It is as if the massive mobilizations outside the United Nations meeting in Copenhagen (2009), Cancun (2010) and Durban (2011) never took place, let alone the literally thousands of smaller, more localized actions and gatherings for climate justice. At all of these gatherings, activists convoked the world to demonstrate the power of the people, under banners which were far more radical and transformative than anything we have seen so far for this march.

No Integrity: The invitation to change everything has been permitted and approved by the New York City Police Department. This permit betrays a lack of respect for the people who will be making sacrifices to come all the way to New York City to change the world, and a lack of integrity among those who want to change everything, but seek permission for this change from one of the more obviously brutal guardians of business as usual. This lack of integrity sets up thousands of earnest souls for an onset of depression and cynicism when this march doesn’t change the world. This will in turn be fertile soil for everyone and anyone hawking false solutions.

No target, no demands, no timing, no unity, no history and no integrity amounts to one thing: No politics. The whole will be far less than the sum of its parts. The biggest climate march in history will amount to something less than Al Gore.

In discussions over the past month with a wide range of people – UN diplomats, radical Vermonters, unionists, professors, liberal Democrats, etc. – the same thing has been repeated to me by everyone: “If we get a huge number of people, no one will be able to ignore us.” “The mainstream media will be forced to cover it.”

So what is being billed and organized as The People’s Climate March, and An Invitation to Change Everything, turns out to be a massive photo op. The spectacle of thousands of First World citizens marching for climate justice, while they continue to generate the vast majority of carbon emissions, brings to mind the spectacle of George W. Bush visiting New Orleans in the aftermath of Hurricane Katrina.

So what are we left with? James Brown knew, when he said: “You’re like a dull knife; Just ain’t cutting. You’re just talking loud; And saying nothing. Just saying nothing. Good luck to you; Just allow you’re wrong. Then keep on singing that; Same old money song . . .”

So What Are We Going to Do About It?

This is not the place to complain, but to propose solutions. If we are unsatisfied with this march and its leadership, we have to provide an alternative. As James Brown knew, we “have to pay the cost to be the boss.” Here are some suggestions for starters:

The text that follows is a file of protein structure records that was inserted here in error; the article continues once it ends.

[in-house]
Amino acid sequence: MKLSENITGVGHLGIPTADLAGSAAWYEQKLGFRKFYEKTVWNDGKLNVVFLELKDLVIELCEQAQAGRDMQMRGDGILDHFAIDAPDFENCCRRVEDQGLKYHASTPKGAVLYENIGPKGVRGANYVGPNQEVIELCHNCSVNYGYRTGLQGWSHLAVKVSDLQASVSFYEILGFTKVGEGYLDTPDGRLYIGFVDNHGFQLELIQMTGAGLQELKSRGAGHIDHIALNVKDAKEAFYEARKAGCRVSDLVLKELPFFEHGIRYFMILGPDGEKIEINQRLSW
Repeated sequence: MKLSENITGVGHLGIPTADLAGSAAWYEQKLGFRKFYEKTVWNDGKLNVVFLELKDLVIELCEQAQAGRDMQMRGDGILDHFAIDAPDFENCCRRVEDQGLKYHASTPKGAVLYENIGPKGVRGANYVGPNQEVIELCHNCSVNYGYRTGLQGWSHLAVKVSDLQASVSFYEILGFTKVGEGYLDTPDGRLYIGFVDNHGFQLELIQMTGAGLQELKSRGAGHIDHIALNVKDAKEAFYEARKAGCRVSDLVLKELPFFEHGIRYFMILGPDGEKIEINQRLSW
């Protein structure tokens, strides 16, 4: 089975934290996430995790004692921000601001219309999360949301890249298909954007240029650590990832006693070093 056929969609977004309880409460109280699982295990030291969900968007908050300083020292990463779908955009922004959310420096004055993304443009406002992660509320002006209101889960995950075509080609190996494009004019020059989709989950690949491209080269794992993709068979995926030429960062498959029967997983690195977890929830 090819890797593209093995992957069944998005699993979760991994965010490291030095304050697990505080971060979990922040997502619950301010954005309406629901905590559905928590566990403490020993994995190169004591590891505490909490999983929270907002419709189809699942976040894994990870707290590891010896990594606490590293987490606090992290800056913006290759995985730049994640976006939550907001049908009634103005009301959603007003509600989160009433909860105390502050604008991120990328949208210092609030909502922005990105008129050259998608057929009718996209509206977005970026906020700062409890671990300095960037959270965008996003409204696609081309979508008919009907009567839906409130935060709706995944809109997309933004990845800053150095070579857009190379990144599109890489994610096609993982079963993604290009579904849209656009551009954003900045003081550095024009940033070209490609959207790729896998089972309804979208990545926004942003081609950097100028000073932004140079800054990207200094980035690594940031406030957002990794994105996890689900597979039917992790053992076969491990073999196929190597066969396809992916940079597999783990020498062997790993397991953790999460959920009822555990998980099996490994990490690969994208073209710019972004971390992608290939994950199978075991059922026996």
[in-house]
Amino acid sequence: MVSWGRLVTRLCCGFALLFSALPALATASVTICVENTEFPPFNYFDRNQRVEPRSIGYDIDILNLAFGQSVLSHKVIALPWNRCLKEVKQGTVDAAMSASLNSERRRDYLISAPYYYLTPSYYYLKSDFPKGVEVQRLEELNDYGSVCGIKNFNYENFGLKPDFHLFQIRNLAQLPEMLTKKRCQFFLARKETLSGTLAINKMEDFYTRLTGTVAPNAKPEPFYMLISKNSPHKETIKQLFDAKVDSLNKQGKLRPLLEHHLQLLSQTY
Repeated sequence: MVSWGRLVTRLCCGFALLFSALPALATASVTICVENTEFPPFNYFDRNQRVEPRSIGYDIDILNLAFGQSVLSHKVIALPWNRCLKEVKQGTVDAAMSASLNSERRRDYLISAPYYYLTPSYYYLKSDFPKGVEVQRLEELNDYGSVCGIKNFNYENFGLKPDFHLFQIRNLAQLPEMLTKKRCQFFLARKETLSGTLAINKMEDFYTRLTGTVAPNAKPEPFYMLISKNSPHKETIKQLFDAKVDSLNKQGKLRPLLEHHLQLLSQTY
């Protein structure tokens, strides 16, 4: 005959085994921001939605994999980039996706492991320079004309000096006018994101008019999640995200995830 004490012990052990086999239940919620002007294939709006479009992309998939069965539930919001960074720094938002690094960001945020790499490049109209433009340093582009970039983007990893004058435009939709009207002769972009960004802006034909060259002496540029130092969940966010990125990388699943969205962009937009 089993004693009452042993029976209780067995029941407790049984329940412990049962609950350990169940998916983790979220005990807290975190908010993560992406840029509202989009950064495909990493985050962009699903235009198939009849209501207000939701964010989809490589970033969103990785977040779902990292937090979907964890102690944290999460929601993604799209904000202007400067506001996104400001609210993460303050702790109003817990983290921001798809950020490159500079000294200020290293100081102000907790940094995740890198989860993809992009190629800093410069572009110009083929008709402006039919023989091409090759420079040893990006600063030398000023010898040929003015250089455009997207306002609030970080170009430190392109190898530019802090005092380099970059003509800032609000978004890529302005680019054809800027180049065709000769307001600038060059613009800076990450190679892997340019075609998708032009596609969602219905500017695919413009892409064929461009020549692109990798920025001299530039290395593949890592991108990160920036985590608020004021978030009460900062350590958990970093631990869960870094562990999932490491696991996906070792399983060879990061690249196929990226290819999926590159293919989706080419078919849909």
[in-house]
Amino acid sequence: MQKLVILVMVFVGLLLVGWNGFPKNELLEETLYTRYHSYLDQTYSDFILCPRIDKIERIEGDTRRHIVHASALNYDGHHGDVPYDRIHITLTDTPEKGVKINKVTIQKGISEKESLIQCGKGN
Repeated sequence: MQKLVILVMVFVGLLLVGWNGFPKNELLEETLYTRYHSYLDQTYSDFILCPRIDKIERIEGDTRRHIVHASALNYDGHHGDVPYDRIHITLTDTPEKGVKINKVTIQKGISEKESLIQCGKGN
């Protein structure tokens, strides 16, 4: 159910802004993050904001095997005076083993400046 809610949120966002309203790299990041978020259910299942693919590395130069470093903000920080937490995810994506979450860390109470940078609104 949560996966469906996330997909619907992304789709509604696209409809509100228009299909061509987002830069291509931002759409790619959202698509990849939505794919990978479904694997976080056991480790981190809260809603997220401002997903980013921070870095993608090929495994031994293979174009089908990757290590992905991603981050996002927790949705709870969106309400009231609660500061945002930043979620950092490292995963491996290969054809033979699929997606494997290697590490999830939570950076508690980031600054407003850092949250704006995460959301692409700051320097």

We are going to stop lying to the people. This is the primary and cardinal rule of revolutionary politics. To invite people to change the world and corral them into cattle pens on a police-escorted parade through the heart of consumer society is astoundingly dishonest. From now on, we will stop lying to people. Climate justice requires nothing less than a global revolution in politics and production; it requires a historic transition to a new model of civilization, which will demand great sacrifice and creativity from everyone.
We are going to stop making demands of anyone or anything but ourselves and each other. The powers that be are deaf, dumb and deadly, and we will waste no further time trying to pressure or persuade them. We are going to stop speaking truth to power and start speaking truth to powerlessness. Either we are going to become the leaders we have been waiting for, starting now, or we are going to resign ourselves to the inevitability of catastrophic climate change and the sixth mass extinction.
We are going to return to the source. This means three things: (A) Return to the common people from the delirious heights of symbolic protest politics, with dedication to concrete local work, to divorce food, water, shelter and energy systems from capital. (B) Return to the livelihood and wisdom of our ancestors, the indigenous peoples of every continent, who have lived for thousands of years in harmony with nature, and who still possess the knowledge and skills to restore balance. (C) Return to the sun – a second Copernican revolution and a heliocentric energy policy. Either we return to a subsistence perspective that has prevailed for the majority of human history, or all future development of productive forces must be based exclusively on solar energy.